Whenever possible, techniques should be designed to be fail-safe… if they’re used improperly or not used, nothing happens. Our various violence mechanics were all fail-safe… without them, you couldn’t (in accordance with the design) take any high-risk physical actions. When they didn’t work, participants either did nothing, or went out-of-role and mitigated risk informally. But not all mechanics can be fail-safe, meaning if misused or forgotten they can still cause harm. In such cases, you’re relying on your other controls to prevent an incident.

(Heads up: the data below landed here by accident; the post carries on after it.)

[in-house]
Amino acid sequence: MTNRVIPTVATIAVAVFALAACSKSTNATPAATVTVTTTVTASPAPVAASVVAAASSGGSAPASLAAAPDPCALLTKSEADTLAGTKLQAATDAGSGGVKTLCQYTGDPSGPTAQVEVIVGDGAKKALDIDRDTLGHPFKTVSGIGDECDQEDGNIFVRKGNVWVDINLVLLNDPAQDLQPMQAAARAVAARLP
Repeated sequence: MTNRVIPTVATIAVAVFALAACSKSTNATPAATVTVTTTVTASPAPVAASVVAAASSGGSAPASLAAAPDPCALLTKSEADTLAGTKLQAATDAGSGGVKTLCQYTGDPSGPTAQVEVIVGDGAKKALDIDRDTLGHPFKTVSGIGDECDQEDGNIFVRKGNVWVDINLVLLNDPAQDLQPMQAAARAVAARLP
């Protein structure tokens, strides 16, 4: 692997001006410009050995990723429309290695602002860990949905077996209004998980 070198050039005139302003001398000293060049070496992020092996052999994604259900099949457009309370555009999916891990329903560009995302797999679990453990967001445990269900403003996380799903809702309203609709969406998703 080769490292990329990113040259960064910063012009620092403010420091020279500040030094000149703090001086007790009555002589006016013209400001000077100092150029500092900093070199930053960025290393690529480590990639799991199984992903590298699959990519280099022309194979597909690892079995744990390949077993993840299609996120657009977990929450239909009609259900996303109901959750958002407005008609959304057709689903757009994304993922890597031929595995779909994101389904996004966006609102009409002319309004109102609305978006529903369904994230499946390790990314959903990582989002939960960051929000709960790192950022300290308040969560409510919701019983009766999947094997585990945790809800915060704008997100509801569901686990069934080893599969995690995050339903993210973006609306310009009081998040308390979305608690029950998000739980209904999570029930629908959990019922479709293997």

In aviation, this situation is called the “Swiss Cheese Model.” Every control is going to have holes in it, like a piece of swiss cheese. A holes in a single control is going to let threats become mistakes, and mistakes from causing harm.  But if you stack them up, like pieces of swiss cheese, it’s hard to find overlapping holes, and that prevents harm.  A “safe” larp (or more accurate, “a larp that is more safe”) has many pieces of swiss cheese, which is how they protect their participants.


Of course, this means when someone does get hurt at a larp that’s put all these controls in, multiple things went wrong.  What happens next might be the biggest problem in larp safety… which we’ll reveal in Part III.